The sandhill crane comes and goes. Last year we had a visit from two that lasted about two weeks.

Fill the list out with anhinga (snake bird), gallinule (in the lake, with the red spots on the beak) cattle egret...(yellow cap and throat) everywhere, turkey buzzards, a duck (about three weeks ago not sure what kind)... snowy egret... coot... that pop up out of nowhere...grebe... same thing...snowy egret(fluffy fine white feathers head and chest) .

Hey, I started this just to mention the limpkin, but got carried away. Pretty amazing just how many feathered residents and snowbirds that we get to see. I know there are dozens more that I couldn't begin to identify. Feel free to add to the list.
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Old 09-17-2013, 04:43 PM   #10
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I have been a bird watcher since Boy Scout Camp 50 years ago, when I received my bird watching merit badge. I moved to a birding hot spot in SE Arizona, to live among the birds, reptiles, and native plants, I so love. We see birding tours up and down our canyon every day, and with that thought I must complain. SE AZ had a Blue-footed Booby on a local lake, go figure. Well this was a first for the area and it seems like half the world came to view the bird. Folks (birders using the term loosely) were renting boats to chase the bird around the lake. It seems to me that this is not a behavior of gentle people prowling the hedgerows for tweets, and is certainly not a tribe I want to be associated with.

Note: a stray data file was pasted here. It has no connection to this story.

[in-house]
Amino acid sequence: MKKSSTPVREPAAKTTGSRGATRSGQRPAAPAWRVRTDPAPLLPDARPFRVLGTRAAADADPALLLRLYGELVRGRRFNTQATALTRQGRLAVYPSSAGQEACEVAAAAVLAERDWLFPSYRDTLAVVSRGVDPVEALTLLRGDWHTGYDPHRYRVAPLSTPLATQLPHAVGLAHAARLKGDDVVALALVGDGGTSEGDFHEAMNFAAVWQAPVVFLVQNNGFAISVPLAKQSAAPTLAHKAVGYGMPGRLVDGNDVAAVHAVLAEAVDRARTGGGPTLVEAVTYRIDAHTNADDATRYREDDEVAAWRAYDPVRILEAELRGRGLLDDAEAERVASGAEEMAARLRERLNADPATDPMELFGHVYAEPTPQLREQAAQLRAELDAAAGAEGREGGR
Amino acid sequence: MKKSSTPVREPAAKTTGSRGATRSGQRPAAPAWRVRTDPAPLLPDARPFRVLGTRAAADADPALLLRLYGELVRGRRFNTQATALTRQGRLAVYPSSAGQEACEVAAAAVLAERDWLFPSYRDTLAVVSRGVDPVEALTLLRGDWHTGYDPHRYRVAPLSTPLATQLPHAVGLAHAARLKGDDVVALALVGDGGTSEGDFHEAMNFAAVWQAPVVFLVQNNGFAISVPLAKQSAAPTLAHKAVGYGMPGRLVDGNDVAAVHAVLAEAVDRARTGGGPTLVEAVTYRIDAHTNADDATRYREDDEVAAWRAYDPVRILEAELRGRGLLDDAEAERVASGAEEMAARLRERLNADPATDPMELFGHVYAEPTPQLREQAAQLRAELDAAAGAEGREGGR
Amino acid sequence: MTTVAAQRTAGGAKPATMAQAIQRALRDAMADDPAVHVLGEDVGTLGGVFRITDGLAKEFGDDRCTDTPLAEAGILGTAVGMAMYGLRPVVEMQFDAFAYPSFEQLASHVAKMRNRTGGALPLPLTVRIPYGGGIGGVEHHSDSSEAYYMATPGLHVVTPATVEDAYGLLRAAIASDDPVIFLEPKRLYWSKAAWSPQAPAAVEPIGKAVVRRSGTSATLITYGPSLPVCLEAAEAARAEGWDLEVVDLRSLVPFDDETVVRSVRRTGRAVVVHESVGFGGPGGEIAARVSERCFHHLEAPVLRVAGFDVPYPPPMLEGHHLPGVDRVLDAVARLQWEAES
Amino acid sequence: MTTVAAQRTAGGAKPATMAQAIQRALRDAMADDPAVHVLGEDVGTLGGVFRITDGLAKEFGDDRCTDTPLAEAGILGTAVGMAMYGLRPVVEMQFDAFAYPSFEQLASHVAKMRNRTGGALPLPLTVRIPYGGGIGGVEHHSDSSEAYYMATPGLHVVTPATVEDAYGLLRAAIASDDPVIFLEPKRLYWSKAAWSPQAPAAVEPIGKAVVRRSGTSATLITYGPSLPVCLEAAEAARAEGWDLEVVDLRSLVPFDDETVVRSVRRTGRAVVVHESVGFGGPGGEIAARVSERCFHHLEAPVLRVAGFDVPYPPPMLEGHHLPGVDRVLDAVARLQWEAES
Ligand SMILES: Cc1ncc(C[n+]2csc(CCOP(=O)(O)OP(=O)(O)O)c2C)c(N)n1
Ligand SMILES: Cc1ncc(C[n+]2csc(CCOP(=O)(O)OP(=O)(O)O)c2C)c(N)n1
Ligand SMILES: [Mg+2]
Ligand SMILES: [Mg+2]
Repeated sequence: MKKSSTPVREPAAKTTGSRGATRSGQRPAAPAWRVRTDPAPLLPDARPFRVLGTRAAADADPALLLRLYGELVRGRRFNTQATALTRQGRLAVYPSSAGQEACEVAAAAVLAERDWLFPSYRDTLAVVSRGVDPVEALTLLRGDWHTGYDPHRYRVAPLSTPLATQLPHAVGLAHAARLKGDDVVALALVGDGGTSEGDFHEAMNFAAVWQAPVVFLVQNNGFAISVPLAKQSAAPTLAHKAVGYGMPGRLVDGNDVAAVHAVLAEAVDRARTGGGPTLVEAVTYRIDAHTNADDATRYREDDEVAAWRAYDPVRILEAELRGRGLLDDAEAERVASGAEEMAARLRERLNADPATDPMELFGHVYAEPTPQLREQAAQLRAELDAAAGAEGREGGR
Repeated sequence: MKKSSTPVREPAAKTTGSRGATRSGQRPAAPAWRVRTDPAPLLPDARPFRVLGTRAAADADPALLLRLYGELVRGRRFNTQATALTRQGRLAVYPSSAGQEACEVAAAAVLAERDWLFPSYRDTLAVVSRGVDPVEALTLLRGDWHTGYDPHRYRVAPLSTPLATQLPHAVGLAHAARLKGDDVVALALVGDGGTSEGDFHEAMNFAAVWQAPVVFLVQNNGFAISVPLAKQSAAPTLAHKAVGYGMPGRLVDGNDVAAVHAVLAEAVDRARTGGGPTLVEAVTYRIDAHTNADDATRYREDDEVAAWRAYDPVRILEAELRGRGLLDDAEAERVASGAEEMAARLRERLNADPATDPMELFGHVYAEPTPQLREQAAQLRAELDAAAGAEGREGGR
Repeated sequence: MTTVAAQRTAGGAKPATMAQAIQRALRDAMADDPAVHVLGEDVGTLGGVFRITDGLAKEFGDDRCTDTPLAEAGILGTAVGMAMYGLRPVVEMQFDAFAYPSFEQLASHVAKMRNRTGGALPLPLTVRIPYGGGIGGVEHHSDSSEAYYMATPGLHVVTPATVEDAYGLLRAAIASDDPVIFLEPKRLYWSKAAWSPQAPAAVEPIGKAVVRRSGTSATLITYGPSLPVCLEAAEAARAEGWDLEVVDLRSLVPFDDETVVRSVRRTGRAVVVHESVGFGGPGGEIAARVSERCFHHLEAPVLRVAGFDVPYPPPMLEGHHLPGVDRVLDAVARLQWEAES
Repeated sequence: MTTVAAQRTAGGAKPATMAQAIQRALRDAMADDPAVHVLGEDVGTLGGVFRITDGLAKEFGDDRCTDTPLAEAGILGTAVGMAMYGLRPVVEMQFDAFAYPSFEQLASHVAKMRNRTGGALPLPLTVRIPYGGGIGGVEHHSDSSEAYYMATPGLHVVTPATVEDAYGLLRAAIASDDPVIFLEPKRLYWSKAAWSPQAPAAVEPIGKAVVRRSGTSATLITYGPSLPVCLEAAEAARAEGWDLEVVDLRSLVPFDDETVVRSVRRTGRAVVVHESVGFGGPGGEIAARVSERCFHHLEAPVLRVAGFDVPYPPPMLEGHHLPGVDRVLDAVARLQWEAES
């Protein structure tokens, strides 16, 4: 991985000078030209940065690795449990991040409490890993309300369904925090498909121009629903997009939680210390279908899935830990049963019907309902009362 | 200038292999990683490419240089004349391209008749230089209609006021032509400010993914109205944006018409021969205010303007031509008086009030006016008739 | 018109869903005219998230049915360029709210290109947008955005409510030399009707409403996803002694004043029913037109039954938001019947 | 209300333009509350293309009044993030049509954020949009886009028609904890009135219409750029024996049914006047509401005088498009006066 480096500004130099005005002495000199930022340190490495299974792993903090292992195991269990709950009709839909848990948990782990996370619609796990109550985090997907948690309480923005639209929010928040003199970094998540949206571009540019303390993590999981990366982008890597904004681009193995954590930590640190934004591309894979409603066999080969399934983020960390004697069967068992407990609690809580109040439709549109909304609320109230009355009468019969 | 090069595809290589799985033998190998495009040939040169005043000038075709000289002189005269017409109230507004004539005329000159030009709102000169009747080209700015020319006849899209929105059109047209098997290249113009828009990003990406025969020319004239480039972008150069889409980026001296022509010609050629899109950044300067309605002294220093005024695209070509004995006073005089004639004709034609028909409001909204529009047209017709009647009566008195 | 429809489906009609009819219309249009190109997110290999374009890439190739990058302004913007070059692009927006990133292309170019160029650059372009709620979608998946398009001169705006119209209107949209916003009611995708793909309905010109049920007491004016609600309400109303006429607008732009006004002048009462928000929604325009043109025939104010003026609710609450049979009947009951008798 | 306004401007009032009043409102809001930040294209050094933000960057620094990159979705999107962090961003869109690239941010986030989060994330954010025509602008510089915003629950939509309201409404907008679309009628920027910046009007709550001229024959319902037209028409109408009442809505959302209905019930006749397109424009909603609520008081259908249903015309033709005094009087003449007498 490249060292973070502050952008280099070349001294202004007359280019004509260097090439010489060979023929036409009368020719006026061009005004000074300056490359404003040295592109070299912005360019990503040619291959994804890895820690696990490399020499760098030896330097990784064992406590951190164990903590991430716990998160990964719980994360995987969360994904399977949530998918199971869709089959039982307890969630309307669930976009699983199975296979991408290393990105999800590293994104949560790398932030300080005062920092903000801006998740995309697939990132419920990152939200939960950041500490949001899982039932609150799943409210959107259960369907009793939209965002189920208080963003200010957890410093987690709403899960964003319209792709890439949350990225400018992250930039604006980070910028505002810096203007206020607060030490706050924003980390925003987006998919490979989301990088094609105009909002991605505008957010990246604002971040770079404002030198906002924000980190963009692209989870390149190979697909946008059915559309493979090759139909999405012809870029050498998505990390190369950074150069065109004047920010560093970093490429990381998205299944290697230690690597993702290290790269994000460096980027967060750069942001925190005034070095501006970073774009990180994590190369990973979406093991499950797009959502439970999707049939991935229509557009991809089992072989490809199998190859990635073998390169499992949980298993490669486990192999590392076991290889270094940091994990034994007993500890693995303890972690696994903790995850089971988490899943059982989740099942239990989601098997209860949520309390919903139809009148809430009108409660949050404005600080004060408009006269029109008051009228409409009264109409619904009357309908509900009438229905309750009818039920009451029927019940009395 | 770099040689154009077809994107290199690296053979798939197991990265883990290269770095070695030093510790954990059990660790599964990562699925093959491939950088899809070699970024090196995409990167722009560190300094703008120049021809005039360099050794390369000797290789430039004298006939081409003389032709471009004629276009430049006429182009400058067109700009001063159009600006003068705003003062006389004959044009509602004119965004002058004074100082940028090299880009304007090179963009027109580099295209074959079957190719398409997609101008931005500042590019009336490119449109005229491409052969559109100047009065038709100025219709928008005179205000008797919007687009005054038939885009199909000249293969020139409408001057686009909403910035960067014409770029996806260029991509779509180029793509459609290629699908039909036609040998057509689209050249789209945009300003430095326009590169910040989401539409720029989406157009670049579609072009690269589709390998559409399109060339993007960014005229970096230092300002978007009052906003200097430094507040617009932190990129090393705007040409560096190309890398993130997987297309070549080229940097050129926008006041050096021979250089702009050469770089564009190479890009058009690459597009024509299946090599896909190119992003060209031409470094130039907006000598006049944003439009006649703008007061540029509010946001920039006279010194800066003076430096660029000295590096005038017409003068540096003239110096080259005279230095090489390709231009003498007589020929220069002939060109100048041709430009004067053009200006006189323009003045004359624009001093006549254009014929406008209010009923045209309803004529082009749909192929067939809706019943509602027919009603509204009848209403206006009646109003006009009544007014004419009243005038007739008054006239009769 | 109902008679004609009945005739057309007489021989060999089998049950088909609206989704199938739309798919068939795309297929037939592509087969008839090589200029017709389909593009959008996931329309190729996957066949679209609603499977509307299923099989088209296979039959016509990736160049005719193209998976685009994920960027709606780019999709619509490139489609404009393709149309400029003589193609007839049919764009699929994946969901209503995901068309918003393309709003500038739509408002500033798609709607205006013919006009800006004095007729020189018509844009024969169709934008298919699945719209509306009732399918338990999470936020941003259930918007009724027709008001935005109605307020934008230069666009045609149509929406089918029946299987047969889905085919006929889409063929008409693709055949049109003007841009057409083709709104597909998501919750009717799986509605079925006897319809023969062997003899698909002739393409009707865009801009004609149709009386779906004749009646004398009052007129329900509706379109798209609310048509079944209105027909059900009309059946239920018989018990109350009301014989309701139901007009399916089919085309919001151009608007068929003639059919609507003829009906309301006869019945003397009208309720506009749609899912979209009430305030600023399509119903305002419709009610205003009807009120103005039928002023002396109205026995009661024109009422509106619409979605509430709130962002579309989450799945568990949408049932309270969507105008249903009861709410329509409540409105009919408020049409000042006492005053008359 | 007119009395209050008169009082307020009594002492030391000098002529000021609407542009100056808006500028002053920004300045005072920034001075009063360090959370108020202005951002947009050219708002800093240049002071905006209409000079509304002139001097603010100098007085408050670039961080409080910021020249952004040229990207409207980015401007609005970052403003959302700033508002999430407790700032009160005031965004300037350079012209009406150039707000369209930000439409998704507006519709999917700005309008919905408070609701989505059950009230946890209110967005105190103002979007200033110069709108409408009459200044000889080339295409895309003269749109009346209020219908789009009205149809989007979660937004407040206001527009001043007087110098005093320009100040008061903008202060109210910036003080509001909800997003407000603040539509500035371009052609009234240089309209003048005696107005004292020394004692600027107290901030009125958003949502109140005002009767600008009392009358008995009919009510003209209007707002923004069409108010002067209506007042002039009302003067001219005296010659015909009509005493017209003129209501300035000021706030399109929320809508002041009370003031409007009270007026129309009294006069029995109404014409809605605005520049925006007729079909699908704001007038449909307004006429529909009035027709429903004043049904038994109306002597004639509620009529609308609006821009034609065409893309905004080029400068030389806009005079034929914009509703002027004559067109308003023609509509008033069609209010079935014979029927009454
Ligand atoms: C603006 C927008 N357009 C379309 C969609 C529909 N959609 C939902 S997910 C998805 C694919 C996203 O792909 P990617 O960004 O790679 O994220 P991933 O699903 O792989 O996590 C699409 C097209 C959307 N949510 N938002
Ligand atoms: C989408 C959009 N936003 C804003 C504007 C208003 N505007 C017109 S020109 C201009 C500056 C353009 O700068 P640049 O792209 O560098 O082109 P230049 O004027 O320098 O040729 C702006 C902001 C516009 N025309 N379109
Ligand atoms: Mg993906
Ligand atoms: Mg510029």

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Old 09-17-2013, 08:04 PM   #11
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I have been a bird watcher since Boy Scout Camp 50 years ago, when I received my bird watching merit badge. I moved to a birding hot spot in SE Arizona, to live among the birds, reptiles, and native plants, I so love. We see birding tours up and down our canyon every day, and with that thought I must complain. SE AZ had a Blue-footed Booby on a local lake, go figure. Well this was a first for the area and it seems like half the world came to view the bird. Folks (birders using the term loosely) were renting boats to chase the bird around the lake. It seems to me that this is not a behavior of gentle people prowling the hedgerows for tweets, and is certainly not a tribe I want to be associated with.